In my last week’s Q&A with investors on the Value Research YouTube channel, there was another question that looks facile but is worth a little bit of a dig. One person asked what would be the returns of large cap, mid cap and small cap stocks over the next 25 to 30 years. At first sight, it’s easy to dismiss such a question. I too started my answer by pointing out that I was not an astrologer. However, even though the returns are not predictable, there is a framework within which one can think of such a question. The starting point would obviously be the previous 30 years. During this time, the BSE Sensex is 37 times of what it used to be, up from 800 points on 1 June 1990. Is there any basis of thinking that such a performance could be repeated?

    I don’t know and it doesn’t matter actually. What does matter is how well equity does when compared to the inflation rate and to fixed income returns. During the quarter century past, there was a period when fixed income returns were enormously high. I remember a time when Government of India tax-free bonds were offering an interest rate of 11%. We were a high-inflation, capitalstarved economy where the numbers just kept ballooning anyway. This inflation rate and the fixed income return was a cushion under equity returns which made the numbers look large without that much real value being added.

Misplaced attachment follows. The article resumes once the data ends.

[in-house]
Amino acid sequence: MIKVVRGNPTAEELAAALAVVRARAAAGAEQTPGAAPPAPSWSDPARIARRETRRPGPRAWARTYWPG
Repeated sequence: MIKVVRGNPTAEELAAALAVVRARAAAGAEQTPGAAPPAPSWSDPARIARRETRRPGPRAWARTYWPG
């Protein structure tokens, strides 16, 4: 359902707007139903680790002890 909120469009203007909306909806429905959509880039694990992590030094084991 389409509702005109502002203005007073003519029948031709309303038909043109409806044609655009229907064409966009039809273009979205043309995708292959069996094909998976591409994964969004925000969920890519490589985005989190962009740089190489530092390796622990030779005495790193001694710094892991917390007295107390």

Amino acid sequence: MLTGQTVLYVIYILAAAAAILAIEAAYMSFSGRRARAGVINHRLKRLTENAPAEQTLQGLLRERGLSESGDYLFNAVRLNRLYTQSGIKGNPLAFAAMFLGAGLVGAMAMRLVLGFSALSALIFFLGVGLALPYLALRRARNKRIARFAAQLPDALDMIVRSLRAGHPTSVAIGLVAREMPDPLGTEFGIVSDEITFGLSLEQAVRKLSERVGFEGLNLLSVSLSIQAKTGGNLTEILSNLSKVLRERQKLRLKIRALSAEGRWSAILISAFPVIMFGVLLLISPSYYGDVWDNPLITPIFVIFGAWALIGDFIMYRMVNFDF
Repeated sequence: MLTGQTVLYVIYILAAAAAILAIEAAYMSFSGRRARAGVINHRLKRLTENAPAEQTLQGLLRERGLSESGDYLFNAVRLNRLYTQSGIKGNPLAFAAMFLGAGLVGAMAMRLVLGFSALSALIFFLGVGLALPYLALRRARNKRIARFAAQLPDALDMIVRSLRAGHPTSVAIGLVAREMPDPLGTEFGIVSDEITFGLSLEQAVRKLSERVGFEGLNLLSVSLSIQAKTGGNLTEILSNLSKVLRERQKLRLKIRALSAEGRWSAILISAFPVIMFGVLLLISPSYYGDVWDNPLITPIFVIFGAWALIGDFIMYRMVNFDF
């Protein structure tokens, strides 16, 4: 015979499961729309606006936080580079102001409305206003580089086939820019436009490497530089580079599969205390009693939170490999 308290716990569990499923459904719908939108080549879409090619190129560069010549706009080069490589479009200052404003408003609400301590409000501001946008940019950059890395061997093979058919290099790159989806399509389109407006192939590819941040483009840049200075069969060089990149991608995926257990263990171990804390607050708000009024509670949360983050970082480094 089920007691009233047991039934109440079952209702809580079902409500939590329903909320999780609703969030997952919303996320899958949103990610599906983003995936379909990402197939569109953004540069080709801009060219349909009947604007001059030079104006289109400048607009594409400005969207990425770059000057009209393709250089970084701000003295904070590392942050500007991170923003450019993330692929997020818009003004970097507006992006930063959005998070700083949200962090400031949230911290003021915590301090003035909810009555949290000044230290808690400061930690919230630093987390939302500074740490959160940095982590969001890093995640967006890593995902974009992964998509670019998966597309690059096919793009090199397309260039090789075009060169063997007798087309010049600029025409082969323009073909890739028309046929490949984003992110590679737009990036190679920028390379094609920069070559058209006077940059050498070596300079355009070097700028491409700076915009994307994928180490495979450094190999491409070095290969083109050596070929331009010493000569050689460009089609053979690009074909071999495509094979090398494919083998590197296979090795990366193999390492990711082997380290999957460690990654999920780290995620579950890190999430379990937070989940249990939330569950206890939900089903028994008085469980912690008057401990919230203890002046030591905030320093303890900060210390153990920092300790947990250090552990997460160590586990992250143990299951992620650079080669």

In the quarter century to come I would be happy if we had an inflation rate of 2-3% and equity returns of 6-8%upwards. That may look niggardly in comparison to the past but would be quite a bonanza.

    (The author is CEO, Value Research)
    (Disclaimer: The opinions expressed in this column are that of the writer. The facts and opinions expressed here do not reflect the views of

    Also Read

    1 Comment on this Story

    Dacid Robert40 days ago
    Dear Sir,
    We are Titanium Trading Ltd with UK Company Registration
    N0: 09298674. We are the owner and seller of Gold Bullion Bar,Gold Dore Bar and Rough Diamond in small and large quantities.
    We are searching for customers /representatives/ brokers/ sellers or buyers mandates who can help us establish a medium of getting to our customers all over the world.
    Please, if you are interested in transacting Gold Bullion Bar,Gold Dore Bar and Rough Diamond business kindly contact us via our email address for our FCO as we are ready to sign long lasting gold supply contract with the end buyers World wide.
    We are also in Joint Venture (JV) with a financial instrument provider company for BG,SBLC,MT109,MT799,MT760,discounting and project funding.
    In addition,we have an excellent professional relationship with many banks,stock brokers, financial institutions and consultants all over the globe. We have a proven track record of Excellence, speed and reliability. Accept our kindest regards as we move your business to the next level. Our banks will send pre advice without any upfront charges for Purchase and Lease. So if you have any gold bullion buyers that is looking for BG/
    SBLC,DLC/LC provider that will issue him BG/SBLC to buy our gold bullion let us know for more details as our Joint Venture(JV)financial instrument company will handle same.
    We will be glad to share our working procedures with you upon request to help us proceed towards closing deals effectively.
    David Ashley Robert Me
    The Economic Times